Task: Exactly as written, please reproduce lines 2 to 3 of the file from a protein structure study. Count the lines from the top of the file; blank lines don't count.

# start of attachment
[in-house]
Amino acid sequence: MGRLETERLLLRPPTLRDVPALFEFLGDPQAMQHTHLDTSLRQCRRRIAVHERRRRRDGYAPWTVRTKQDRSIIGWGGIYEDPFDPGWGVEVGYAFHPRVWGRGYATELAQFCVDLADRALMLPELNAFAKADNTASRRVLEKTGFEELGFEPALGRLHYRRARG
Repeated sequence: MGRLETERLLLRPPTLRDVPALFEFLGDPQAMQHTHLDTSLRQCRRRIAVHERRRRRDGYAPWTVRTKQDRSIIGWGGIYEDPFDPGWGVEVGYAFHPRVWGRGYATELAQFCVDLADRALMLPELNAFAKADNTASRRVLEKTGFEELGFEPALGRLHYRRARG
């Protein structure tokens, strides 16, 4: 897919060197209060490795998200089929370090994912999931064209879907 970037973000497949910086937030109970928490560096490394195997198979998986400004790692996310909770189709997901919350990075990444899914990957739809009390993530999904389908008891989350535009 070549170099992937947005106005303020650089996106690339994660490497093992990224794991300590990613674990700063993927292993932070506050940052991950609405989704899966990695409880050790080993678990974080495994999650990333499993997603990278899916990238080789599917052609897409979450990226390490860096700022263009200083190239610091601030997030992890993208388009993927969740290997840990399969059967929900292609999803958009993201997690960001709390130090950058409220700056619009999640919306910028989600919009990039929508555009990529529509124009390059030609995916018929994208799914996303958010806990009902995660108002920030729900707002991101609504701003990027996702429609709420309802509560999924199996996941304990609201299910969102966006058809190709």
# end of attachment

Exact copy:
Amino acid sequence: MGRLETERLLLRPPTLRDVPALFEFLGDPQAMQHTHLDTSLRQCRRRIAVHERRRRRDGYAPWTVRTKQDRSIIGWGGIYEDPFDPGWGVEVGYAFHPRVWGRGYATELAQFCVDLADRALMLPELNAFAKADNTASRRVLEKTGFEELGFEPALGRLHYRRARG
Repeated sequence: MGRLETERLLLRPPTLRDVPALFEFLGDPQAMQHTHLDTSLRQCRRRIAVHERRRRRDGYAPWTVRTKQDRSIIGWGGIYEDPFDPGWGVEVGYAFHPRVWGRGYATELAQFCVDLADRALMLPELNAFAKADNTASRRVLEKTGFEELGFEPALGRLHYRRARG